Also I brought a few DVDs with me to play at home, and my friends immediately took them someplace to make and distribute copies. I heard one of them saying into his phone, "You would not BELIEVE what I am looking at right now... It is a licensed LOTR1 with the original packaging!!! Bought in the USA. I AM serious! Do you still have that decoder?"

Well, you get the idea. They don't pay for anything. That's why I said it is free, but in reality I do not know how much it costs.


I am curious, why would Russians not use Outlook Express which is included free with MS Windows?
I just asked them, and they said, "Because it's MS!"
I forgot to mention, they all seem to hate MS.


Can you give any specific examples of legitimate dating agencies using "The Bat!"? Certainly it is possible they can use it, but do we know of any legitimate agencies that do indeed use it?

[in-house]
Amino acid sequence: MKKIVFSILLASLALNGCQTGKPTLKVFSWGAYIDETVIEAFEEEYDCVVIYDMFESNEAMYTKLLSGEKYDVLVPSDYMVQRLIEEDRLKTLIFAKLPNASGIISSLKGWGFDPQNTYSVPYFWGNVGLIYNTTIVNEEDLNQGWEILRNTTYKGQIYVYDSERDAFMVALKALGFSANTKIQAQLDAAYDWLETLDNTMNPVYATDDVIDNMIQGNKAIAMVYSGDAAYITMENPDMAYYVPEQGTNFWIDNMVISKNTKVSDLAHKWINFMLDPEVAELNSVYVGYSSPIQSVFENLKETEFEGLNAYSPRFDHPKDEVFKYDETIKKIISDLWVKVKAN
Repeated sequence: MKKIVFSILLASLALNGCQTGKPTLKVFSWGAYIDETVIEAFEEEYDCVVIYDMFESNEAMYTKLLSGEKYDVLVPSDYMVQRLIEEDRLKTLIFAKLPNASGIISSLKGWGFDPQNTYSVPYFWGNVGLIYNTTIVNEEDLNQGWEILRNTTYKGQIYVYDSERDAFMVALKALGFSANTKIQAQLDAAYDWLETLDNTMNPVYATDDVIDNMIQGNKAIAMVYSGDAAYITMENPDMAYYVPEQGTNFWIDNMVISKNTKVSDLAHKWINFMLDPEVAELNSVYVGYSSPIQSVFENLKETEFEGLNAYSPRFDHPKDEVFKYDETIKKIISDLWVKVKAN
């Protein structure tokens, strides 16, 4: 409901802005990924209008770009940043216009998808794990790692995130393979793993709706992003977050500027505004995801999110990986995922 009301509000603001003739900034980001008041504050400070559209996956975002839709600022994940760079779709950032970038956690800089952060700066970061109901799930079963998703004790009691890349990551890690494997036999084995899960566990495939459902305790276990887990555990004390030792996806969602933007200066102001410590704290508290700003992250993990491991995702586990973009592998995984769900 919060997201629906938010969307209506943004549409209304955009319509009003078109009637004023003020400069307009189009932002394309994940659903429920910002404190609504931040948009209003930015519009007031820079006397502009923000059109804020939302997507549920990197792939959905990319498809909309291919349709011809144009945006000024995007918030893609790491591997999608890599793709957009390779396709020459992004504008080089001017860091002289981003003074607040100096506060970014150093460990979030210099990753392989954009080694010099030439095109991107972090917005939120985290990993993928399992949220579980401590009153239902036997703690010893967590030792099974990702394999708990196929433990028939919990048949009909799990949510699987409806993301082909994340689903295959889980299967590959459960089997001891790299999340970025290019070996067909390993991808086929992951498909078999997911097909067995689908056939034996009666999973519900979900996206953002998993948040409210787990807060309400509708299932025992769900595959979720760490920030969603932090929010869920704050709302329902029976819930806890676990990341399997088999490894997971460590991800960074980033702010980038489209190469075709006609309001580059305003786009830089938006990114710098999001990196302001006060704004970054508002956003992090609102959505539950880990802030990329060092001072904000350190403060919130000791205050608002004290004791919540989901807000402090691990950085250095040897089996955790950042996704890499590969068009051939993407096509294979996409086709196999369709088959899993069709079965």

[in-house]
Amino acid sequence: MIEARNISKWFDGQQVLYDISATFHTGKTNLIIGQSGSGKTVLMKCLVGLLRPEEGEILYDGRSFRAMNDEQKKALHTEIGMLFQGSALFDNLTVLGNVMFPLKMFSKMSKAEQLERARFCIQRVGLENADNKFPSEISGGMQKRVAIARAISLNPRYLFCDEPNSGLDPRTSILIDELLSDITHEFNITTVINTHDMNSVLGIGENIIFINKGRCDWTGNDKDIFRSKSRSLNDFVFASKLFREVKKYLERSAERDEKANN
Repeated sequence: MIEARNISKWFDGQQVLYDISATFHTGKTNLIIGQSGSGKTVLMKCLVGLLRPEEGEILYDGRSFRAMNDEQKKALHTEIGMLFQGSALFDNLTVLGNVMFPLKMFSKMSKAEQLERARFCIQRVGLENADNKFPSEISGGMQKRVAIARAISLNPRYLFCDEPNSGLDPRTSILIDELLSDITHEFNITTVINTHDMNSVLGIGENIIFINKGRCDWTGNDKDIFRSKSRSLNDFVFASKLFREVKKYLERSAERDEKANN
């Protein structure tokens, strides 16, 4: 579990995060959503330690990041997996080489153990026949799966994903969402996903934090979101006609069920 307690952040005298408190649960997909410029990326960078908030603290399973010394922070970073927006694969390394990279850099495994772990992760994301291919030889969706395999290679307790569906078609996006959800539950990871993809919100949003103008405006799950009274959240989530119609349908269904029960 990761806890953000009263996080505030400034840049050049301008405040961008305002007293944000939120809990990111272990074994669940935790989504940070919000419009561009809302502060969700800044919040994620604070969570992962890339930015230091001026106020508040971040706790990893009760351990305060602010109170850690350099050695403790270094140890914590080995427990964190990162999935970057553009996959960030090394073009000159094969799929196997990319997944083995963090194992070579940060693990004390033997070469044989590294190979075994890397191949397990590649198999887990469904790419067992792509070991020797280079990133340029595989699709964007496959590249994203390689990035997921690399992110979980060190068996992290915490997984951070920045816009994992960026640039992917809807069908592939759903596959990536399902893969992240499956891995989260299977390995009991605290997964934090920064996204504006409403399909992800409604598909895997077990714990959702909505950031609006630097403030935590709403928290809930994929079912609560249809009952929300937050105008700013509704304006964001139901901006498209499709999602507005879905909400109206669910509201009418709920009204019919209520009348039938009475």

I do not deal with agencies, so I do not know.
Also does anyone have any trustworthy friends in Russia or Ukraine who can go to an Internet Cafe and just look to see if "The Bat!" is installed on the computers and is available for customers to use it? This should be an easy thing to do, and it will answer an important question here.
I was planning to ask that, but got distracted.

Re: Real girls using The Bat!

Posted: Sun Aug 30, 2009 5:44 pm
by mtm114
Here is the facts as a I know them from running ISP mail servers as well as my own. In particular 'The Bat'.
'The Bat' is a mail header automatically raises attention since what you and I call spam, comes with it. These people don't like to be referred to as 'spammers' but email marketers for totally useless shit. There are other mass mailing
programs that do the same.